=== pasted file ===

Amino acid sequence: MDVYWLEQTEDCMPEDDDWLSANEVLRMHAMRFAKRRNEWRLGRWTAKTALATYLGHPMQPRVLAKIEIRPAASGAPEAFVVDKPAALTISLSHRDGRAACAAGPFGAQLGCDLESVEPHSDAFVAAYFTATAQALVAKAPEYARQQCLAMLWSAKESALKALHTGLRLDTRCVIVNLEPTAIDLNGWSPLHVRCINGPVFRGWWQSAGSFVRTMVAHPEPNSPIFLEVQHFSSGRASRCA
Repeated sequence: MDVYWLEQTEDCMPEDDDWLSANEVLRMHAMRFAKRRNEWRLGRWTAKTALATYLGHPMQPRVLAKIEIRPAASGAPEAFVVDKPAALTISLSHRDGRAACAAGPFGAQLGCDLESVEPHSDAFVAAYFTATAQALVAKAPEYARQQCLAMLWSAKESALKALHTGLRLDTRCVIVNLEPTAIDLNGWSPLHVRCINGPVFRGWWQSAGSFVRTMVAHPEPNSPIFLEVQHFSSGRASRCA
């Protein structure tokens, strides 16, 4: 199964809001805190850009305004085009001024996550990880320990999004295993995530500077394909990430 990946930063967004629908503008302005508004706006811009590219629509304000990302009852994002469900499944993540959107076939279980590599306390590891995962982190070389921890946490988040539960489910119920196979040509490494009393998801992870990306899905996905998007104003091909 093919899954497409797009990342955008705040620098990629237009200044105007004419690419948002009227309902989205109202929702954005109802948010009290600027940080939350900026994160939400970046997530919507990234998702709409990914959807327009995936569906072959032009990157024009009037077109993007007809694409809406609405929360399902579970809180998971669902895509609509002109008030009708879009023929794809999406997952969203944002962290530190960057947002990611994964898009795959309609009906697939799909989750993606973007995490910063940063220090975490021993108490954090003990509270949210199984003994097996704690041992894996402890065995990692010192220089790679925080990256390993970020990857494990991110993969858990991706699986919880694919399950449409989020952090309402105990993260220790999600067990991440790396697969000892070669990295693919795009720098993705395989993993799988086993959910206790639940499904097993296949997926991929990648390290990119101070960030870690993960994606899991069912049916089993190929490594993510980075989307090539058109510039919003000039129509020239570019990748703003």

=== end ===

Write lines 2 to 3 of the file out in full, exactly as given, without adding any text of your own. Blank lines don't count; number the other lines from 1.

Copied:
Repeated sequence: MDVYWLEQTEDCMPEDDDWLSANEVLRMHAMRFAKRRNEWRLGRWTAKTALATYLGHPMQPRVLAKIEIRPAASGAPEAFVVDKPAALTISLSHRDGRAACAAGPFGAQLGCDLESVEPHSDAFVAAYFTATAQALVAKAPEYARQQCLAMLWSAKESALKALHTGLRLDTRCVIVNLEPTAIDLNGWSPLHVRCINGPVFRGWWQSAGSFVRTMVAHPEPNSPIFLEVQHFSSGRASRCA
């Protein structure tokens, strides 16, 4: 199964809001805190850009305004085009001024996550990880320990999004295993995530500077394909990430 990946930063967004629908503008302005508004706006811009590219629509304000990302009852994002469900499944993540959107076939279980590599306390590891995962982190070389921890946490988040539960489910119920196979040509490494009393998801992870990306899905996905998007104003091909 093919899954497409797009990342955008705040620098990629237009200044105007004419690419948002009227309902989205109202929702954005109802948010009290600027940080939350900026994160939400970046997530919507990234998702709409990914959807327009995936569906072959032009990157024009009037077109993007007809694409809406609405929360399902579970809180998971669902895509609509002109008030009708879009023929794809999406997952969203944002962290530190960057947002990611994964898009795959309609009906697939799909989750993606973007995490910063940063220090975490021993108490954090003990509270949210199984003994097996704690041992894996402890065995990692010192220089790679925080990256390993970020990857494990991110993969858990991706699986919880694919399950449409989020952090309402105990993260220790999600067990991440790396697969000892070669990295693919795009720098993705395989993993799988086993959910206790639940499904097993296949997926991929990648390290990119101070960030870690993960994606899991069912049916089993190929490594993510980075989307090539058109510039919003000039129509020239570019990748703003």